US2624723A - Lactone derivatives and method of making - Google Patents

Lactone derivatives and method of making Download PDF

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US2624723A
US2624723A US73213347A US2624723A US 2624723 A US2624723 A US 2624723A US 73213347 A US73213347 A US 73213347A US 2624723 A US2624723 A US 2624723A
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William J Mcgraw
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    • CCHEMISTRY; METALLURGY
    • C07ORGANIC CHEMISTRY
    • C07DHETEROCYCLIC COMPOUNDS
    • C07D307/00Heterocyclic compounds containing five-membered rings having one oxygen atom as the only ring hetero atom
    • C07D307/02Heterocyclic compounds containing five-membered rings having one oxygen atom as the only ring hetero atom not condensed with other rings
    • C07D307/26Heterocyclic compounds containing five-membered rings having one oxygen atom as the only ring hetero atom not condensed with other rings having one double bond between ring members or between a ring member and a non-ring member
    • C07D307/30Heterocyclic compounds containing five-membered rings having one oxygen atom as the only ring hetero atom not condensed with other rings having one double bond between ring members or between a ring member and a non-ring member with hetero atoms or with carbon atoms having three bonds to hetero atoms with at the most one bond to halogen, e.g. ester or nitrile radicals, directly attached to ring carbon atoms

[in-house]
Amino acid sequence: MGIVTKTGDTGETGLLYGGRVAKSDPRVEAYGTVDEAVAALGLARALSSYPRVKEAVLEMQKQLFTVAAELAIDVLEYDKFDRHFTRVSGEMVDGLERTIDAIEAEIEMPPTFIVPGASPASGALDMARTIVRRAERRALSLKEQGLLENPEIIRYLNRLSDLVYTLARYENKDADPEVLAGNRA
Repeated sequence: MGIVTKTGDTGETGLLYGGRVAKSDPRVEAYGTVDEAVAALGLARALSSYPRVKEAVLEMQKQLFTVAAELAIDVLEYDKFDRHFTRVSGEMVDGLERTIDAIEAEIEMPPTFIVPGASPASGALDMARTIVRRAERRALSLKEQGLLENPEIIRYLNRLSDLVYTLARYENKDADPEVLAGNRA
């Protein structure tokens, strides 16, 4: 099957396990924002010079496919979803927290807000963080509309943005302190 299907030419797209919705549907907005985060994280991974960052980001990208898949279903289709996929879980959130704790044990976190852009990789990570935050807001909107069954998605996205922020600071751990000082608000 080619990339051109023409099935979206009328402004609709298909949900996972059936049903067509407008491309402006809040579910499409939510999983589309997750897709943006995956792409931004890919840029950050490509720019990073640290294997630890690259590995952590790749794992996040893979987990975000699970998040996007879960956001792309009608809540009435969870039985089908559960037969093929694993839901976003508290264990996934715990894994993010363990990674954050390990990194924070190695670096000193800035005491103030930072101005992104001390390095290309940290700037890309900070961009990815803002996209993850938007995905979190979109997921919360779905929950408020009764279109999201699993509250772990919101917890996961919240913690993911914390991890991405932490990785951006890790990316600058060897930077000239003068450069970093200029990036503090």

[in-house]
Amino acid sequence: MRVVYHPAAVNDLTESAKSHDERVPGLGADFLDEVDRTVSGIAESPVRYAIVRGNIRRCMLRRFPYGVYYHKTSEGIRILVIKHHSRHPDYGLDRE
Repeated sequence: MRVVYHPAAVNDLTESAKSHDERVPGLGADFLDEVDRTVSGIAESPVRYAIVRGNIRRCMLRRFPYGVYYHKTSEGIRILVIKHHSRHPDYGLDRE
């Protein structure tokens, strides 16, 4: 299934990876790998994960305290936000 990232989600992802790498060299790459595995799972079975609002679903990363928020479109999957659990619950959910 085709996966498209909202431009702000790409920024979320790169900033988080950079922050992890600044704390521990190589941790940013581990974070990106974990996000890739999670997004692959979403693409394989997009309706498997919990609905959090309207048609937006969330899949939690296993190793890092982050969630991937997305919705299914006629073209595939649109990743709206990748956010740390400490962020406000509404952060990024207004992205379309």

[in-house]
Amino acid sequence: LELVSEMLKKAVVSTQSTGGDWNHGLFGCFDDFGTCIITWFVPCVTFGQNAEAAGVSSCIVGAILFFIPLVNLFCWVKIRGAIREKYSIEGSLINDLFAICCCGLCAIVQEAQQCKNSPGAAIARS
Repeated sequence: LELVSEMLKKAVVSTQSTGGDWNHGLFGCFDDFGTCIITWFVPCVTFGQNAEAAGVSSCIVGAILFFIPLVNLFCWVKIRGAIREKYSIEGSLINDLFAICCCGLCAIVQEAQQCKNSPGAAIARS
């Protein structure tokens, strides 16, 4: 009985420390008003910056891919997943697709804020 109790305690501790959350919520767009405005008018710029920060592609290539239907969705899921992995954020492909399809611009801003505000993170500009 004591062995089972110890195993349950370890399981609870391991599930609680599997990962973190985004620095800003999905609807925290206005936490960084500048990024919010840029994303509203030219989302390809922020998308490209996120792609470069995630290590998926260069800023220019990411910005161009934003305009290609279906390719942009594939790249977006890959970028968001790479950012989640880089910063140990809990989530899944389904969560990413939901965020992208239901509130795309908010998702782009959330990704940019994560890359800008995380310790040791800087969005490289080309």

• C07D307/32Oxygen atoms
    • C07D307/33Oxygen atoms in position 2, the oxygen atom being in its keto or unsubstituted enol form
    • CCHEMISTRY; METALLURGY
    • C07ORGANIC CHEMISTRY
    • C07DHETEROCYCLIC COMPOUNDS
    • C07D315/00Heterocyclic compounds containing rings having one oxygen atom as the only ring hetero atom according to more than one of groups C07D303/00 - C07D313/00
    • CCHEMISTRY; METALLURGY
    • C08ORGANIC MACROMOLECULAR COMPOUNDS; THEIR PREPARATION OR CHEMICAL WORKING-UP; COMPOSITIONS BASED THEREON
    • C08FMACROMOLECULAR COMPOUNDS OBTAINED BY REACTIONS ONLY INVOLVING CARBON-TO-CARBON UNSATURATED BONDS
    • C08F246/00Copolymers in which the nature of only the monomers in minority is defined

Description

Patented Jan. 6, 1953 LACTONE DERIVATIVES AND METHOD OF MAKING William J. McGraw, Morristown, N. J assignor to Allied Chemical & Dye Corporation, New York, N. Y., a corporation of New York No Drawing. Application March 3, 1947, Serial No. 732,133

14 Claims.

This invention relates to new products and methods of making and using them. It relates particularly to the manufacturer of lactone derivatives suitable for a variety of uses.

In the past it has been proposed to prepare a substituted lactone by condensation of butyrolactone with alpha-pyridine carboxylic acid ethyl ester. .The resulting product is a pyridoyl butyrolactone (CH903N) having the acyl group joined to the alpha carbon of the lactone structure. As far as I am aware, this product has never been practically utilized.

It is an object of the present invention to prepare novel alpha-substituted lactones. A further object of the invention is to prepare lactone derivatives suitable for manufacture of polymers and for use in resin compositions as polymers, copolymers or modifiers. A further object is to prepare resins of various properties and particularly resins characterized by notable hardness. A further object of the invention is to provide new lactone derivatives having valuable properties as bacteriostatic agents and intermediates for the manufacture of other compounds. Further objects of the invention will be apparent from the following general description and specific examples.

The products of the invention comprise both monomers and the polymers derived therefrom. The monomeric products of the invention are the gamma and delta lactones devoid of ring substituents other than hydrocarbon substituents except in alpha position and containing, as the sole alpha substituent, the group wherein R represents a hydrogen atom or a lower alkyl radical.